(On TV, August 2013) I’m not sure how I went so long without seeing this oddball take on post-apocalyptic science-fiction, but I can say that while the film is uneven, it’s striking enough. Lori Petty stars as the titular Tank Girl, an irrepressible punk-inspired heroine battling against an evil monopoly with designs on all remaining water in the world. It’s not meant to be realistic: adapted from a comic book series, Tank Girl keeps, even today, a manic energy exemplified by energetic editing, unusual scene transition, caricatures in lieu of characters and a one-liner-spouting heroine that never has a moment of self-doubt. That last never-say-die attitude eventually grates, as it’s hard to tell braggadocio from brain damage. Still, Tank Girl (a rare SF film directed by a woman, in this case Rachel Talalay) has its share of odd and unique moments, whether it’s a sudden musical number, a heavy-metal-riffed tank-customization sequence or terrible kangaroo-human makeup. Petti can be curiously sexy at times (when she’s not being annoying –no mean feat), but from a contemporary perspective the most interesting performances belong to Malcolm McDowell as an over-the-top villain, Naomi Watts as unglamorous “Jet Girl” and what appears to be a self-loathing Ice-T in a role best left undiscussed. The films gets more strident and less interesting the longer it goes on, so this is one of those where if you feel the need to stop, it’s probably best that you do so immediately. Still, Tank Girl remains worthy of a look for fans of cult cinema.
(On Cable TV, February 2013) How can a film with a big twist be so predictable? Dream House first appears to be a formula-heavy haunted-house thriller with a family in peril and dark secrets underneath the floorboards. Then it turns into something much stranger, as the supernatural takes a back seat to the delusional and we’re left with a far less interesting murder mystery from a cracked perspective. The biggest problem with such plot twists is that if they don’t work, if they leave the viewers saying “Really?”, then the whole film has imploded on itself, with little left to say. Dream House compounds that issue by making all sorts of little mistakes: While it doesn’t try to end on its end-of-second-act twist, the film is left spinning its wheels for a long time after confessing, making a mockery of the film’s now-barely-comprehensible first half. Also disappointing is the way Dream House dangles a supernatural horror story in front of our noses only to yank it back to “just a crazy person!” and a dull movie-psycho ending. It’s surprising to see actors such as Daniel Craig (as effective as ever), Rachel Weisz and Naomi Watts (both wasted in dull roles) in fare best suited for direct-to-video mediocrity. The film does look good, and a few moments could have been more interesting had they been in the service of a better film. It’s said that director Jim Sheridan made a mess out of a substantially different script, but the result is unarguable: As is stands, Dream House is a big wasted opportunity, a series of potentially promising tangents that, eventually, go nowhere.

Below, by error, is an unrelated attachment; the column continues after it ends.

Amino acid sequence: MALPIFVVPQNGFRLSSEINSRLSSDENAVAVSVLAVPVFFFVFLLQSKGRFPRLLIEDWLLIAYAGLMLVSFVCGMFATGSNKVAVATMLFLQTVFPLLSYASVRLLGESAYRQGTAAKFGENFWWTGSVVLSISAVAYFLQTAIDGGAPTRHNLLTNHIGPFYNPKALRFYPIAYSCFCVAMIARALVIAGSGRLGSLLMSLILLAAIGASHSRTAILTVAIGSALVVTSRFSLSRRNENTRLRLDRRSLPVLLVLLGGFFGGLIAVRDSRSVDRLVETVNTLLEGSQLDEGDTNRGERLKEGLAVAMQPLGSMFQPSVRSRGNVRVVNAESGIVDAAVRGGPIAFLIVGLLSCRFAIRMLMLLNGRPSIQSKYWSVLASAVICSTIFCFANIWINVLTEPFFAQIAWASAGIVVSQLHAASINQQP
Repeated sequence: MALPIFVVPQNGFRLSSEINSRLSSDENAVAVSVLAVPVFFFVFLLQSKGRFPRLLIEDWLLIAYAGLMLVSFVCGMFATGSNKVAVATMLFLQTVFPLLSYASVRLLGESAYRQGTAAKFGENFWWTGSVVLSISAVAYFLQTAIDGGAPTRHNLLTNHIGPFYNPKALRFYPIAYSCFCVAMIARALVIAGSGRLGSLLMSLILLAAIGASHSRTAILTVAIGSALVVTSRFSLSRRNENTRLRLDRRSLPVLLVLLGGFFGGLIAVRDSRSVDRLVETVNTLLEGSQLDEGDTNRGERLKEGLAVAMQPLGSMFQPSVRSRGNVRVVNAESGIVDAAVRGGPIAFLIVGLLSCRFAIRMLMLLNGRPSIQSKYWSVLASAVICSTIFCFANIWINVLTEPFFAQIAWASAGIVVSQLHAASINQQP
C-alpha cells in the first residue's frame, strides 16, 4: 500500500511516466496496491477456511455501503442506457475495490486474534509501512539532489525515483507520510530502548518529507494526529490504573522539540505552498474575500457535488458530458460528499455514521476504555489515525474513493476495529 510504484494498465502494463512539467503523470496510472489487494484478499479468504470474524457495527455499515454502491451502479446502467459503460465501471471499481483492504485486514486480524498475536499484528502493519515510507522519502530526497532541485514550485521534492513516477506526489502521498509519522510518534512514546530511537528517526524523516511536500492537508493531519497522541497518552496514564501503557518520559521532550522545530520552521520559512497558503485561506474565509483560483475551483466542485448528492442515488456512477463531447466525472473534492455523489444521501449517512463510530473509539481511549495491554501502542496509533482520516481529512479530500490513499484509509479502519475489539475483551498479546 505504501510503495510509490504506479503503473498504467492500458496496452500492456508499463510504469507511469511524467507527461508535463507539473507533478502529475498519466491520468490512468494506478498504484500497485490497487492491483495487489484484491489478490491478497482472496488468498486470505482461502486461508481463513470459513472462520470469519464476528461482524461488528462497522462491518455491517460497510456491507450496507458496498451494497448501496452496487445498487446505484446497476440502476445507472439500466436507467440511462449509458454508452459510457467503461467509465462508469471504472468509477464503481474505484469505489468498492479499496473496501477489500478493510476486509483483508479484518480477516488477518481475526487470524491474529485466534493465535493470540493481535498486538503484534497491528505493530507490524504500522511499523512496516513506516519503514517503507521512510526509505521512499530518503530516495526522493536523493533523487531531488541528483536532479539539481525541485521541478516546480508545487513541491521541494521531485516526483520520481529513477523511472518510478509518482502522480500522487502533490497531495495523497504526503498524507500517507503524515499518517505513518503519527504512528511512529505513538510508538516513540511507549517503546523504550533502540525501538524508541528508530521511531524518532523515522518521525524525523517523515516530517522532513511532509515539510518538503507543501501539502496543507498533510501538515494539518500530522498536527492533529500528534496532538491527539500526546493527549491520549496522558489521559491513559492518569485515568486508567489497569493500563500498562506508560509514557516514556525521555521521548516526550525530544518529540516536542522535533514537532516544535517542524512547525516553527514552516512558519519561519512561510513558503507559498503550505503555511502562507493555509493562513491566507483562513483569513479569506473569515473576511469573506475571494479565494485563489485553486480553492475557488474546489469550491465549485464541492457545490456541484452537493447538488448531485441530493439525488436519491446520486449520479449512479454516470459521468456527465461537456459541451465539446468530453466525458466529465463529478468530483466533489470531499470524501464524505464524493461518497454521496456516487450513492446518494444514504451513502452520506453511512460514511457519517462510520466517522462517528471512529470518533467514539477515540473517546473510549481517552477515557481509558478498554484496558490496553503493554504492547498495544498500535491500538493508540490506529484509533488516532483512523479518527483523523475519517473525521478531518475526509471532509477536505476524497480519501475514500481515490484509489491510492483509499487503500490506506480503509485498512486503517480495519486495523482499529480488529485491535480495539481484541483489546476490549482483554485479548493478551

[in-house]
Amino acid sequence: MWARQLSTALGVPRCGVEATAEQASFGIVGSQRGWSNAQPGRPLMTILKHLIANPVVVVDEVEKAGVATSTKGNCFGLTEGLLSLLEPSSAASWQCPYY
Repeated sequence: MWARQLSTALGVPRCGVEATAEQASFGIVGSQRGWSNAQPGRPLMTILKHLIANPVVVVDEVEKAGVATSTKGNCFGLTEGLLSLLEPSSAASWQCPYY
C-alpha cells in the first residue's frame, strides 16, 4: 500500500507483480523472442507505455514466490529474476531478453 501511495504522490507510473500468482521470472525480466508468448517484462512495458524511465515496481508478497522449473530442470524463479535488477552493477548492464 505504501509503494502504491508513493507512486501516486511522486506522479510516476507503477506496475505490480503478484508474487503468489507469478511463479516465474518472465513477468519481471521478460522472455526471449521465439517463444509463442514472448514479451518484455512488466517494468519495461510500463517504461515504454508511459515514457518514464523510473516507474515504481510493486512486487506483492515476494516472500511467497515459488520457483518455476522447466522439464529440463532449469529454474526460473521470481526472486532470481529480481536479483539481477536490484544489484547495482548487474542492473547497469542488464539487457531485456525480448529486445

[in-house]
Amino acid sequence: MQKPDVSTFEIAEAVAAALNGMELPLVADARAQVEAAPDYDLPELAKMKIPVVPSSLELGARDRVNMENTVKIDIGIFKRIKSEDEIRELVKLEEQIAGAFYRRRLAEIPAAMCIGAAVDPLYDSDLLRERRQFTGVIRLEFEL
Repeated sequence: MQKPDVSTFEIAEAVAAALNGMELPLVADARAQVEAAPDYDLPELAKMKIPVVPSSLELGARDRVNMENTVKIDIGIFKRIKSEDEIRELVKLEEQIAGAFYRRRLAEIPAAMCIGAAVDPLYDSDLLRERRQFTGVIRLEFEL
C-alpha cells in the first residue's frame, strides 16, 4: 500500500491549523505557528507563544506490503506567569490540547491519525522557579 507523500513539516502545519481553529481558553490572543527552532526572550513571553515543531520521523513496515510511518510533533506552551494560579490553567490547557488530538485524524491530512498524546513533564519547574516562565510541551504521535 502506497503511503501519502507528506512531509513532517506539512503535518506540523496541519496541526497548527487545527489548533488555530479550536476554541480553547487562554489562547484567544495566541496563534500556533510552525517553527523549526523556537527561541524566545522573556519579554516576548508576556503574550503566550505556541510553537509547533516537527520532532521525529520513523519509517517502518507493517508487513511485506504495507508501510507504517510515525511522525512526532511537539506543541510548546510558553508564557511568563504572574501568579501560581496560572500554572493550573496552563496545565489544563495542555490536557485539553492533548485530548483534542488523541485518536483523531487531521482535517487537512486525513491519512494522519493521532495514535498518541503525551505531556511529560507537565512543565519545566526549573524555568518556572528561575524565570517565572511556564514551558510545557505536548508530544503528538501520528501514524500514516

(In theaters, December 2010) One of the most unfortunate consequences of the neo-conservative fumbling in Iraq is that, for years to come, they will have to endure I-told-you-so reminders from liberals who were dead-set against the invasion in the first place. So it is that Fair Game is a politically engaged re-telling of the events surrounding the White House’s public outing of CIA Valerie Plame in retaliation for her husband’s public dissent on whether Iraq had weapons of mass destruction. The story will be most familiar to those who have paid attention during the Bush administration, but the film does a fair job at contextualizing the issues in a way that should be accessible to those for whom this is a new story. Righteously angry and not shy about letting some of this anger show, Fair Game is fodder for left-wing moviegoers in much the same way that Green Zone was. (Extra trivia point for those who remember that Fair Game director Doug Liman directed the first Jason Bourne movie, after which the series was taken over by Green Zone’s Paul Greengrass.) Shot docufiction-style with a camera that jerks around even in conversation scenes when it doesn’t need to, Fair Game is most fascinating when it offers a deglamourized portrait of real-world intelligence and the way partisan politics bandwagons can destroy people’s lives. As for the rest, well, the film needs to be taken with a grain of salt, given the usual Hollywood dramatizations to make it all feel more interesting. Sean Penn continues to prove that he’s becoming a more interesting actor with time, but it’s Naomi Watts who shines as Plame, a rare multi-faceted female character balancing work and family life. While praise for the film is likely to cut along partisan lines, Fair Game itself is a fine piece of work, suspenseful while reasonably realistic. It’s a deft dramatization of complex events, and despite a bit of a late-film lull, it achieves what it wants to do.